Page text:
Taraxacum edmondsonianum H.Øllg. “Edmondson's Dandelion”
Native, and near endemic. Scattered through western Britain from Somerset north to north Lancashire. Very rare and probably casual east of the Pennines and in Ireland; two records in central Scotland. Hedge-banks, rough grassland, wood margins, gardens etc. There are a few records from southern Scandinavia where it may be introduced as most reports are from Britain.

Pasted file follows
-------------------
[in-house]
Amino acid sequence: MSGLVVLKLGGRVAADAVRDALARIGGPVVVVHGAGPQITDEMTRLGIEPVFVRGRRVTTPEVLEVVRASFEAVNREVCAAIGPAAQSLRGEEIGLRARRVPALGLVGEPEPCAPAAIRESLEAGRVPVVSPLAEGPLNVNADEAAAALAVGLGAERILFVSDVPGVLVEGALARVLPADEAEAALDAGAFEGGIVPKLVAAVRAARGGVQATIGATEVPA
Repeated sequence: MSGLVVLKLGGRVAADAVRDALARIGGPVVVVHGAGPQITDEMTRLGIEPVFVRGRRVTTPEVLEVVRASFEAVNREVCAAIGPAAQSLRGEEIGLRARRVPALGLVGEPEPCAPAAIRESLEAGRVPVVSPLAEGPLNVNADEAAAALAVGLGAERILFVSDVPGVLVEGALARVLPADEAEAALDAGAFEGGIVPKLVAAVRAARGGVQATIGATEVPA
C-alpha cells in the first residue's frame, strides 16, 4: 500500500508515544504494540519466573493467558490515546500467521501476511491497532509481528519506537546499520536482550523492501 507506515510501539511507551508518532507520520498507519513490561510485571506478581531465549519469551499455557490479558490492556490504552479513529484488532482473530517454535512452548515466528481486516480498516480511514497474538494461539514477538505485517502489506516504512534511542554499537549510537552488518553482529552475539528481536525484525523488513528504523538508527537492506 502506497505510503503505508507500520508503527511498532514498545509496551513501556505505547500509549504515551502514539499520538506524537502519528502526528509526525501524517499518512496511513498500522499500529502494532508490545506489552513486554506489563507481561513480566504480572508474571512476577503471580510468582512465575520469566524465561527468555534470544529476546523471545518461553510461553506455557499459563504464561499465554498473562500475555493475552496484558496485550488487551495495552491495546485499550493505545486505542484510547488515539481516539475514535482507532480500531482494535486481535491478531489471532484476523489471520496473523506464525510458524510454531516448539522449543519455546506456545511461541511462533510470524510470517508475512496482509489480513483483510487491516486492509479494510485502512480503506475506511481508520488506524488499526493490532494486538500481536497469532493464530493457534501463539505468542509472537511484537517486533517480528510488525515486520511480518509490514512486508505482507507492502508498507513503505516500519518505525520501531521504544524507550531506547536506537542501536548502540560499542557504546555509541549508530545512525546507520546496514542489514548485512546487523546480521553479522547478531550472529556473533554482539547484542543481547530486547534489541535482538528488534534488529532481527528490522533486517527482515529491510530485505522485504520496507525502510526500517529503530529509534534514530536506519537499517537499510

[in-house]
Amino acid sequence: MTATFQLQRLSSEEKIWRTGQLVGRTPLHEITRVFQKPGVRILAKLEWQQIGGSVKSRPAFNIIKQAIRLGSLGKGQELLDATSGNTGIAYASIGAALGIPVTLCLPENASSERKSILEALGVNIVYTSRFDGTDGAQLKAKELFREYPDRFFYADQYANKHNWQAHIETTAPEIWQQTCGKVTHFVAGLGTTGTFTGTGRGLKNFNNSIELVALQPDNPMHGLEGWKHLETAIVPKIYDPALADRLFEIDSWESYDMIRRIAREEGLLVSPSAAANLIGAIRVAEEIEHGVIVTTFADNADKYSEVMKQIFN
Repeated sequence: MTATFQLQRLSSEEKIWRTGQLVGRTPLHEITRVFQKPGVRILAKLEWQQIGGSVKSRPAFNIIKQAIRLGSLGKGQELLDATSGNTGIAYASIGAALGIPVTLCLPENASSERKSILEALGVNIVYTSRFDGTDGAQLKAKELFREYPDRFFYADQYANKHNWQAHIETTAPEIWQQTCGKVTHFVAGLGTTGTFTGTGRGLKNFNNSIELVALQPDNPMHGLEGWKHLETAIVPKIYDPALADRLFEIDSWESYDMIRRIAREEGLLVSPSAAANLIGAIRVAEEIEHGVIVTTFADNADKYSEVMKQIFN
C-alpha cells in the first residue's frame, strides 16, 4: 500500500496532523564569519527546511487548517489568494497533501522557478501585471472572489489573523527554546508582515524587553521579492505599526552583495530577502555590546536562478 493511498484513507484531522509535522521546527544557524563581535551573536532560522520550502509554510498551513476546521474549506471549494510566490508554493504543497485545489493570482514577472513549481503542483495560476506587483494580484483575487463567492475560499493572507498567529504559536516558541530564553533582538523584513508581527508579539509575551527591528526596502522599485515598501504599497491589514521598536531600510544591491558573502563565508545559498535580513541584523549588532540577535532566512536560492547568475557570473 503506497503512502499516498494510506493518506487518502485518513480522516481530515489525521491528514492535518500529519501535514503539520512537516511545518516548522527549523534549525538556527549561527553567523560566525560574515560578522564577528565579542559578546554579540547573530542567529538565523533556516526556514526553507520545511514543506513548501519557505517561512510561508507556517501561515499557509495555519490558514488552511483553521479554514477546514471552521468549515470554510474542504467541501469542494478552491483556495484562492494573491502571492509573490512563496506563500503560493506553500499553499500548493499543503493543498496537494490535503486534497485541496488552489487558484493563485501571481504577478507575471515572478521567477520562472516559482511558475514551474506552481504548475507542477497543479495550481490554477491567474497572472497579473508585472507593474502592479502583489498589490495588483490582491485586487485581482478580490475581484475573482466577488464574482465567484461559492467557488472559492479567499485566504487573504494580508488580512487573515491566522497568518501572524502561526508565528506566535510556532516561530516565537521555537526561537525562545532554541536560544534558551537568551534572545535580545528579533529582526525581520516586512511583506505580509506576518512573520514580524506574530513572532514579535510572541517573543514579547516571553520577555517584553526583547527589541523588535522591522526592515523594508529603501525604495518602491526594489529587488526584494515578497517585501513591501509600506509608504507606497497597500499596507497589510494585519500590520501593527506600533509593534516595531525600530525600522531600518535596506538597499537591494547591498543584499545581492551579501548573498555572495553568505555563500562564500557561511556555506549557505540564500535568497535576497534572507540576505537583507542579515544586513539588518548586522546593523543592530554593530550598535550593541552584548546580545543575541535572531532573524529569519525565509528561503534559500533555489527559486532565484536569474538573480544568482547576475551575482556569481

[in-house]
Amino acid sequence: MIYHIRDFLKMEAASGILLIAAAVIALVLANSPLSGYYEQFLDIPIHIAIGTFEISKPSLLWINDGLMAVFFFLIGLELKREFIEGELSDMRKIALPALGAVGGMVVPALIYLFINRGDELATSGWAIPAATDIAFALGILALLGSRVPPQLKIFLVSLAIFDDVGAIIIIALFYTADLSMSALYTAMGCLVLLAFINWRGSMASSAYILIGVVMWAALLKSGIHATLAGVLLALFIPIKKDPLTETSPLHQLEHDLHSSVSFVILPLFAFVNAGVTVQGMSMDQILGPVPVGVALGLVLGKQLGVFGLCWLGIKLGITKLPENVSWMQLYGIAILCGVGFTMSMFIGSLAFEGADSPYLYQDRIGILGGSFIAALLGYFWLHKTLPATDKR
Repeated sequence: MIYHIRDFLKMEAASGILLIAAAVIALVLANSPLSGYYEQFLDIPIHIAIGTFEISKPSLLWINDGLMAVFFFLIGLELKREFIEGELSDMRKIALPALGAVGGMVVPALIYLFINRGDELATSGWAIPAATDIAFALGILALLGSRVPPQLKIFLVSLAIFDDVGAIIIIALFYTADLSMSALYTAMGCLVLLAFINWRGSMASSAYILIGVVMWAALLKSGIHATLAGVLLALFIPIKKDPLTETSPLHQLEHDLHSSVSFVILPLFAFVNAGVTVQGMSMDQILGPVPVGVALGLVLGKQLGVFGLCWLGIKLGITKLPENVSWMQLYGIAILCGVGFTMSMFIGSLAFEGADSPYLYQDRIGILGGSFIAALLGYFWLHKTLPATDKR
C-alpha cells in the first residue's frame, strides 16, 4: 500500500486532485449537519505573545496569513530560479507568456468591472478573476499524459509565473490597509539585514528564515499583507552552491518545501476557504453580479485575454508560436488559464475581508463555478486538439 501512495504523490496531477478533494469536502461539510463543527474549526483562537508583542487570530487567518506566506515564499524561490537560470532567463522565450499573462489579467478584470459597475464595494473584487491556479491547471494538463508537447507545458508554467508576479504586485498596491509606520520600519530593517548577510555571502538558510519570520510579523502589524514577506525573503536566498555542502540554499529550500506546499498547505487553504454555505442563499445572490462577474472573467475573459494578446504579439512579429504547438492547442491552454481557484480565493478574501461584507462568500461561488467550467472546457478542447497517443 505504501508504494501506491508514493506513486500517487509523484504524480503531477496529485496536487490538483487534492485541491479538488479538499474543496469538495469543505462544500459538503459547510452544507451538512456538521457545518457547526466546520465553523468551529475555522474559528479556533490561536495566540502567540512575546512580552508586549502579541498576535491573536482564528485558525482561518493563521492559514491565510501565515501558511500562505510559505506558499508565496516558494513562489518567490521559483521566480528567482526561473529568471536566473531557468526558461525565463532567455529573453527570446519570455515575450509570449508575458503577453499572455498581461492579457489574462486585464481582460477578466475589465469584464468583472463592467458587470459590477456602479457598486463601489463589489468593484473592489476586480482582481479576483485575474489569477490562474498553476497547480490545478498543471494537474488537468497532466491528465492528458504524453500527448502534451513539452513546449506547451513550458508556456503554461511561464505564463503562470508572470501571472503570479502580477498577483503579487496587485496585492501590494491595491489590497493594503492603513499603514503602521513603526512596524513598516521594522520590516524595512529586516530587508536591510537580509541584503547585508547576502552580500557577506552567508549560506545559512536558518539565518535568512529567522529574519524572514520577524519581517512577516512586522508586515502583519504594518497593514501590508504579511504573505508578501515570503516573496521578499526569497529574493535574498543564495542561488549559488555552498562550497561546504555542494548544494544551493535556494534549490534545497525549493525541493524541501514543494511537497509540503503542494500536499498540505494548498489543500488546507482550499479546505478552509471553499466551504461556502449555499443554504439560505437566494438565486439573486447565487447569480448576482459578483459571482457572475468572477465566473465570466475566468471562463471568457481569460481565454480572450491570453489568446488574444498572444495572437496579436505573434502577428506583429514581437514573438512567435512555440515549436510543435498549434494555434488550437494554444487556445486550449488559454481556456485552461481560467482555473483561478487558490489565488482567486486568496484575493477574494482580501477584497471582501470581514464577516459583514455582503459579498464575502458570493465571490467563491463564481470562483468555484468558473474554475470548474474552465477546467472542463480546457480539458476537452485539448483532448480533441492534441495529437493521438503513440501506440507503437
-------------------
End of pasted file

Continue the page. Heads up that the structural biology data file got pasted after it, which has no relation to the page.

A tall, rather imposing dandelion with erect, lanceolate, mid-green leaves. Petioles rather long, bright pink throughout with clearly marked green wings. Leaf side-lobes 5-7, rather short, strongly sigmoid on distal margin, often forming a hump, scarcely dentate. Leaves homophyllous; leaf end-lobes rather short, triangular-acute, characteristically forming a rounded lobule unilaterally. Exterior bracts recurved, often reflexed in bud, oblong, green, sometimes becoming pink at the apex. Capitula large, flat when expanded, to 55 mm diameter. The combination of bright pink petioles with green wings and the rounded lobules of the leaf end-lobe are characteristic. Compare the even rarer T. latens. Really attractive forms of the ubiquitous chameleon T. aequilobum can look like T. edmondsonianum, but have twisted bracts.